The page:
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Boeing's ATL laser recently burnt a hole through the fender of a moving target. The ATL is seen here during testing, mounted on the belly of the Hercules C-130H gunship (see the white dome in the craft's front underbelly).  (Source: Ed Turner, Boeing)

Boeing's ATL laser burns a hole in a car in an earlier test of a strike on a stationary vehicle.  (Source: Boeing)

A closeup of the Advanced Tactical Laser (ATL) shows its scale with respect to a human.  (Source: Washington Post)
New laser can cut through traditional unarmored vehicles

Warfare is quickly advancing and the U.S. military and its contractors in the private sector are cooking up all sorts of exotic next generation weapons.  Among those that may soon be hitting battlefields include smarter killer soldier-bots, improved UAVs, exoskeletons, semi-autonomous fighting vehicles, railguns, and spy airships.  However, one of the future weapons that always excites the most is the high-power laser.

Leading this field is defense contractor Boeing, whose directed-energy chemical laser is causing quite a stir in the defense circles.  Dubbed the "Advanced Tactical Laser" (ATL), the new weapon is already being field tested aboard modified Hercules C-130H test aircraft.  Boeing is also testing another variant dubbed the "Laser Avenger" aboard its Humvees, designed to shoot down UAVs.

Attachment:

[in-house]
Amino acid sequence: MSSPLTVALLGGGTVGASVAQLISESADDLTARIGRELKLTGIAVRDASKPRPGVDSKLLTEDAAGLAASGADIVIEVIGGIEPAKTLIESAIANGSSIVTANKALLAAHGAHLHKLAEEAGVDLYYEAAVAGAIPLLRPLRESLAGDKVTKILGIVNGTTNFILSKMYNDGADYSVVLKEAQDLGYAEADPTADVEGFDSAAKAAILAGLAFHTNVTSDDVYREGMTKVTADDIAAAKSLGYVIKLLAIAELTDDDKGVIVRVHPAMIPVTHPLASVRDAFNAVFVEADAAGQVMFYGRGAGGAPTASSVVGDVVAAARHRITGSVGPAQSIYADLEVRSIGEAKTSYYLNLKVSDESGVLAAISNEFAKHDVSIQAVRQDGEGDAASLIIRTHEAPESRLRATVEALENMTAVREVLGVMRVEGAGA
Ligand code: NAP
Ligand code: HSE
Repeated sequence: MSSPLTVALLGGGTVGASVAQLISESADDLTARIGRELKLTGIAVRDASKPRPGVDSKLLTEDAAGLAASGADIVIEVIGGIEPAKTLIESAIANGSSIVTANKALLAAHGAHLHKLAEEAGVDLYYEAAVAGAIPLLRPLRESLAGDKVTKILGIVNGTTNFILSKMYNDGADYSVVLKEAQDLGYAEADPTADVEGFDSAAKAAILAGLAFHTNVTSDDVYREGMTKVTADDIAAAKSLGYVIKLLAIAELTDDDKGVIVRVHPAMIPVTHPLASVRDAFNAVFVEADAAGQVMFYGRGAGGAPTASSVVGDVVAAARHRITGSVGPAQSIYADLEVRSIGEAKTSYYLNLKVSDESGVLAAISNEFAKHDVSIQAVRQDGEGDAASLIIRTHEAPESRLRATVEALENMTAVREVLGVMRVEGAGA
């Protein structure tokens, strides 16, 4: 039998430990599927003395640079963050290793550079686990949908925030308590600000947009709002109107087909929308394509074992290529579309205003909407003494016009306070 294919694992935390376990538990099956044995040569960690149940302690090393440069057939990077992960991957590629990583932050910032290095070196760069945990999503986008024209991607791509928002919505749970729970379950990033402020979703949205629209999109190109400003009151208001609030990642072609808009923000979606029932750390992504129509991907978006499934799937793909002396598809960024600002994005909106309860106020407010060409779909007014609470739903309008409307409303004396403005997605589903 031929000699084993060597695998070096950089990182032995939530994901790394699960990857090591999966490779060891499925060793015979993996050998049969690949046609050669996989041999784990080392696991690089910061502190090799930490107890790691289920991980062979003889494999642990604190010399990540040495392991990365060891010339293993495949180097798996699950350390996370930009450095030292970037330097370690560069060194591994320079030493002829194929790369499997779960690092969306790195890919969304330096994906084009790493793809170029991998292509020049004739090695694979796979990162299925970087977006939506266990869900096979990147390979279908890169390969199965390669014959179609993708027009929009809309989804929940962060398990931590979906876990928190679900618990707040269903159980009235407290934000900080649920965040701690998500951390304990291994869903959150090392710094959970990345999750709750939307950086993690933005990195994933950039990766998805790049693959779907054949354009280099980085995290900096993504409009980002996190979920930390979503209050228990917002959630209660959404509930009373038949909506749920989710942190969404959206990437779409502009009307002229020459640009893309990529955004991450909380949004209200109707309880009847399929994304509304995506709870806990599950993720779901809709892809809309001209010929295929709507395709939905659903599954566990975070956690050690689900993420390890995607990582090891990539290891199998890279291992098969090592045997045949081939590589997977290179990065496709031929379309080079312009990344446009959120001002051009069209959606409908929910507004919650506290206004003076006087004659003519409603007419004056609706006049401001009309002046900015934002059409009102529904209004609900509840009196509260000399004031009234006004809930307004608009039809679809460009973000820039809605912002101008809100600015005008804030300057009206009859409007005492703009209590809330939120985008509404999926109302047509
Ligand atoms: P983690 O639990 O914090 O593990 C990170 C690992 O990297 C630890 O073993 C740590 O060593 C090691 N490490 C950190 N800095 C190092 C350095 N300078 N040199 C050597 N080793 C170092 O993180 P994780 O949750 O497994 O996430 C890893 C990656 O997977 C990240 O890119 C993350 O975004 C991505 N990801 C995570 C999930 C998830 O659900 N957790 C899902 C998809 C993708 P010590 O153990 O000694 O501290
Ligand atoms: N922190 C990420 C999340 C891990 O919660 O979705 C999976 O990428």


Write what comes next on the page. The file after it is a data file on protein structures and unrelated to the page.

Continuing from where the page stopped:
The laser aboard the gunship weighs approximately 6 tons, with the entire weapons system weighing 20 tons.  Limited shots may initially limit the device's capabilities, somewhat.  It may be only able to muster 6 shots, according to current estimates.  Eventually, Boeing is aiming for a 100 to 300 kW laser with up to 100 shots.  The C-130H, though, likely features a lower kW design. 

The laser is mounted to a ball turret on the aircraft's belly.  It requires toxic chemicals to refuel, a tricky process.  The beam generated is approximately 10 cm in diameter and cuts like a blowtorch.